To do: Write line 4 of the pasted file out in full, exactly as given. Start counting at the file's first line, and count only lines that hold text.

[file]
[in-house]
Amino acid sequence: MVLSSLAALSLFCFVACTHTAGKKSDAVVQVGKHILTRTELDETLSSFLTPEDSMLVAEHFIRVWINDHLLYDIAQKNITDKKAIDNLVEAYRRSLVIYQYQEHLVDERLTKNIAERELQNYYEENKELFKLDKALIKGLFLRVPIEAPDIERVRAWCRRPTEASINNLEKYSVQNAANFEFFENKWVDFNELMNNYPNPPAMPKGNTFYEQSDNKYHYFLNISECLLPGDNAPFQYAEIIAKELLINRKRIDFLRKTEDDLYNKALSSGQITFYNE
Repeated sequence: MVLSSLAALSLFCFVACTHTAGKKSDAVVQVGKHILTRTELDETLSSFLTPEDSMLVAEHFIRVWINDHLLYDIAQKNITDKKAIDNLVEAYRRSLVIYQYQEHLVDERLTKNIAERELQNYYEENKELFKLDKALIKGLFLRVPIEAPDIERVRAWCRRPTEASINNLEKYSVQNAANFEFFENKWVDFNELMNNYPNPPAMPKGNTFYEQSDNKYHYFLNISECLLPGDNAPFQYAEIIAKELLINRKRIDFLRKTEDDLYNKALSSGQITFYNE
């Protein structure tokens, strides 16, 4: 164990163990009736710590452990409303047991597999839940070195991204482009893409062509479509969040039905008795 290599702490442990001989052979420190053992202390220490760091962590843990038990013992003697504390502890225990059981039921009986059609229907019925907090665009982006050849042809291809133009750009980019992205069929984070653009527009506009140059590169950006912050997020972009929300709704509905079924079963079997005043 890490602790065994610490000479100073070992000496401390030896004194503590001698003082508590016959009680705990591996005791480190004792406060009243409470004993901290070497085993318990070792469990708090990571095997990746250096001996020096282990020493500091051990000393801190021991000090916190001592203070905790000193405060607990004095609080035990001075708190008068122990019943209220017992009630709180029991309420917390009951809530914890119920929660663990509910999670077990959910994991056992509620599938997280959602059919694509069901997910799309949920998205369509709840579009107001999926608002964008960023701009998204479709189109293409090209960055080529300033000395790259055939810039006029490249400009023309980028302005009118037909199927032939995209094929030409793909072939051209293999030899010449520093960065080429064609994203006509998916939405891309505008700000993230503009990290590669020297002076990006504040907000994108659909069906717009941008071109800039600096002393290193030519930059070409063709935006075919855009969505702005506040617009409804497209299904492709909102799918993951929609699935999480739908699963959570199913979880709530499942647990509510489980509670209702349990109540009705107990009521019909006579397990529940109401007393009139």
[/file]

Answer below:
């Protein structure tokens, strides 16, 4: 164990163990009736710590452990409303047991597999839940070195991204482009893409062509479509969040039905008795 290599702490442990001989052979420190053992202390220490760091962590843990038990013992003697504390502890225990059981039921009986059609229907019925907090665009982006050849042809291809133009750009980019992205069929984070653009527009506009140059590169950006912050997020972009929300709704509905079924079963079997005043 890490602790065994610490000479100073070992000496401390030896004194503590001698003082508590016959009680705990591996005791480190004792406060009243409470004993901290070497085993318990070792469990708090990571095997990746250096001996020096282990020493500091051990000393801190021991000090916190001592203070905790000193405060607990004095609080035990001075708190008068122990019943209220017992009630709180029991309420917390009951809530914890119920929660663990509910999670077990959910994991056992509620599938997280959602059919694509069901997910799309949920998205369509709840579009107001999926608002964008960023701009998204479709189109293409090209960055080529300033000395790259055939810039006029490249400009023309980028302005009118037909199927032939995209094929030409793909072939051209293999030899010449520093960065080429064609994203006509998916939405891309505008700000993230503009990290590669020297002076990006504040907000994108659909069906717009941008071109800039600096002393290193030519930059070409063709935006075919855009969505702005506040617009409804497209299904492709909102799918993951929609699935999480739908699963959570199913979880709530499942647990509510489980509670209702349990109540009705107990009521019909006579397990529940109401007393009139």